Clinical Studies Experience
Because clinical studies are conducted under widely varying conditions, adverse reaction rates observed in the clinical studies of a drug cannot be directly compared to rates in the clinical studies of another drug and may not reflect the rates observed in practice.
ATACAND has been evaluated for safety in more than 3600 patients/subjects, including more than 3200 patients treated for hypertension. About 600 of these patients were studied for at least 6 months and about 200 for at least 1 year. In general, treatment with ATACAND was well tolerated. The overall incidence of adverse events reported with ATACAND was similar to placebo.
The rate of withdrawals due to adverse events in all trials in patients (7510 total) was 3.3% (ie, 108 of 3260) of patients treated with ATACAND as monotherapy and 3.5% (ie, 39 of 1106) of patients treated with placebo. In placebo-controlled trials, discontinuation of therapy due to clinical adverse events occurred in 2.4% (ie, 57 of 2350) of patients treated with ATACAND and 3.4% (ie, 35 of 1027) of patients treated with placebo.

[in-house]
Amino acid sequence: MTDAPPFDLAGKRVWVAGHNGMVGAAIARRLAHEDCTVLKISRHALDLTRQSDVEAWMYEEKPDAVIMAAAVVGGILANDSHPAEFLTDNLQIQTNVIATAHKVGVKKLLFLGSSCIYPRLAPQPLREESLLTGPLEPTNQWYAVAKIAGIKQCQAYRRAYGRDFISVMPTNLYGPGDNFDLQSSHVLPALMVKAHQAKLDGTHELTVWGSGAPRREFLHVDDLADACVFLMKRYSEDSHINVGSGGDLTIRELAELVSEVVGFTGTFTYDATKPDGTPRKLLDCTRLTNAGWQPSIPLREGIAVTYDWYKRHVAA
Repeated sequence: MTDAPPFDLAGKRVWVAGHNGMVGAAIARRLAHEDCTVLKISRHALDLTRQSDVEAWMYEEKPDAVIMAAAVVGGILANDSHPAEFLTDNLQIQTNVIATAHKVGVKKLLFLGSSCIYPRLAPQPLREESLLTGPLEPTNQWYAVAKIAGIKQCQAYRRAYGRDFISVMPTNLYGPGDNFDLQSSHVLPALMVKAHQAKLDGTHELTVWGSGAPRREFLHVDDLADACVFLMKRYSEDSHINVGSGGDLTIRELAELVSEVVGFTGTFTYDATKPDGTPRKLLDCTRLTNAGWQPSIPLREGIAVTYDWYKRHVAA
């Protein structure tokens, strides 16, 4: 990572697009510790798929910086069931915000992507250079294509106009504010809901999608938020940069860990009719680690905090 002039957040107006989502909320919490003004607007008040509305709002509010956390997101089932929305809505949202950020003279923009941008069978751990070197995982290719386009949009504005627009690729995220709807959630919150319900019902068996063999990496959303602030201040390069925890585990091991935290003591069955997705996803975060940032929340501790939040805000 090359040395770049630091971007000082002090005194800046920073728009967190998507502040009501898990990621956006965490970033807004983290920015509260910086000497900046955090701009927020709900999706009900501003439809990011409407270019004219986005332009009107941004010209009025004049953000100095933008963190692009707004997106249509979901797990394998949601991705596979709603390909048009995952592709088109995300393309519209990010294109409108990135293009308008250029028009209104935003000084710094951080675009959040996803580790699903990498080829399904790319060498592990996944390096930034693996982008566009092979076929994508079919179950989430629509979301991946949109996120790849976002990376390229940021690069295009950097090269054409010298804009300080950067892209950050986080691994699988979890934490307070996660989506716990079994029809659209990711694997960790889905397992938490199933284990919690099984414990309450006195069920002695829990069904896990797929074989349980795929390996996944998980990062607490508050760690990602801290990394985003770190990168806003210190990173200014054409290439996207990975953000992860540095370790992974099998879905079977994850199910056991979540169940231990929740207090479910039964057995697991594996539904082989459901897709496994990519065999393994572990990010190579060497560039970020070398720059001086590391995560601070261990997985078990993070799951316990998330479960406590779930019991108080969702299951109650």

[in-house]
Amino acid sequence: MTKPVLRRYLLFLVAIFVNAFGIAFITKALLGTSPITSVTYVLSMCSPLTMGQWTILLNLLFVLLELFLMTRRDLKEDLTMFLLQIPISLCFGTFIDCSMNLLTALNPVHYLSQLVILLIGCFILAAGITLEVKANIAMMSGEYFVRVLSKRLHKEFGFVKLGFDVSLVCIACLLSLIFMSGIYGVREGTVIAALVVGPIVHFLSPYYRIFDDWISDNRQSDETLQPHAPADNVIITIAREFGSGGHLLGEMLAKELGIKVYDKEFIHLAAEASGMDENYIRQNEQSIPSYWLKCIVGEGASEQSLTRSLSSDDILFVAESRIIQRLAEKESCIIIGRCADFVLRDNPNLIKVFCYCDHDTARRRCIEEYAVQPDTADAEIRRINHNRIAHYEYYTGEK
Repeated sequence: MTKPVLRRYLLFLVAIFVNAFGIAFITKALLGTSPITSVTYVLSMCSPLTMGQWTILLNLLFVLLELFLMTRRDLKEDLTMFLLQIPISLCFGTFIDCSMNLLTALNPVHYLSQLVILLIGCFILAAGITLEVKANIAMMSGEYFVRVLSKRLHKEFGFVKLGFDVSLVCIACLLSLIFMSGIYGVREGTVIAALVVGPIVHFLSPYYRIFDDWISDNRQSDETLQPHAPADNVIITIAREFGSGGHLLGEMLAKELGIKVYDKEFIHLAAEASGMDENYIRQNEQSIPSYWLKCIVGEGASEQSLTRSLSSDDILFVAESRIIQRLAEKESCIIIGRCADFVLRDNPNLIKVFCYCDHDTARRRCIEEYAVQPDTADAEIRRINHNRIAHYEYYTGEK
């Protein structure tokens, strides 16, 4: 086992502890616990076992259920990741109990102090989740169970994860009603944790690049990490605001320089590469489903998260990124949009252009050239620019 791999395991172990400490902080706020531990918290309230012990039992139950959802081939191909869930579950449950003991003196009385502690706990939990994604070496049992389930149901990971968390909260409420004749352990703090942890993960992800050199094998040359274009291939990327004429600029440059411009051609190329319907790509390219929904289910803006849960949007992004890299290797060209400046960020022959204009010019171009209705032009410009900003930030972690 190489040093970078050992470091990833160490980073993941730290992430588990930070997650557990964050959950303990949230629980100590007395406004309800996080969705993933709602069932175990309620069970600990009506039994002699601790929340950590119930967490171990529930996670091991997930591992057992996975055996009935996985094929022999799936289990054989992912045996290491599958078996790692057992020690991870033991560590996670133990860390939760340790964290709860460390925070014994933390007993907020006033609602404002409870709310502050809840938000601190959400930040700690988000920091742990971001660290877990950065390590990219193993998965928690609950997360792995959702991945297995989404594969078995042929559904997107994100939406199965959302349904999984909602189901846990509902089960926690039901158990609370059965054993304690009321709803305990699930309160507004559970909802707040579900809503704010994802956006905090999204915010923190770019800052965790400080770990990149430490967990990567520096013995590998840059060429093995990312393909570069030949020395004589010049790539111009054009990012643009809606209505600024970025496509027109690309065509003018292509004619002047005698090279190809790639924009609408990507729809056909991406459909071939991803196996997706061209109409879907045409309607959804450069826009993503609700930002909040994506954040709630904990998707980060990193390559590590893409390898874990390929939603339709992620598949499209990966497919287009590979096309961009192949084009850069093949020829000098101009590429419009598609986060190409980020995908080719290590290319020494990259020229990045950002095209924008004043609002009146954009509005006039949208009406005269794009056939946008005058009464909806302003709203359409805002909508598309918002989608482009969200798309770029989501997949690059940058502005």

The most common reasons for discontinuation of therapy with ATACAND were headache (0.6%) and dizziness (0.3%).
The adverse events that occurred in placebo-controlled clinical trials in at least 1% of patients treated with ATACAND and at a higher incidence in candesartan cilexetil (n = 2350) than placebo (n = 1027) patients included back pain (3% vs. 2%), dizziness (4% vs. 3%), upper respiratory tract infection (6% vs. 4%), pharyngitis (2% vs. 1%), and rhinitis (2% vs. 1%).
Among children in clinical studies, 1 in 93 children age 1 to < 6 and 3 in 240 age 6 to < 17 experienced worsening renal disease. The association between candesartan and exacerbation of the underlying condition could not be excluded.
The adverse event profile of ATACAND in adult heart failure patients was consistent with the pharmacology of the drug and the health status of the patients. In the CHARM program, comparing ATACAND in total daily doses up to 32 mg once daily (n=3803) with placebo (n=3796), 21.0% of patients discontinued ATACAND for adverse events vs. 16.1% of placebo patients.
The following adverse reactions were identified during post-approval use of ATACAND. Because these reactions are reported voluntarily from a population of uncertain size, it is not always possible to reliably estimate their frequency or establish a causal relationship to drug exposure.
The following have been very rarely reported in post-marketing experience:
Digestive: Abnormal hepatic function and hepatitis.
Hematologic: Neutropenia, leukopenia, and agranulocytosis.
Metabolic and Nutritional Disorders: Hyperkalemia, hyponatremia.
Respiratory system disorders: Cough
Skin and Appendages Disorders: Pruritus, rash and urticaria.
Rare reports of rhabdomyolysis have been reported in patients receiving angiotensin II receptor blockers.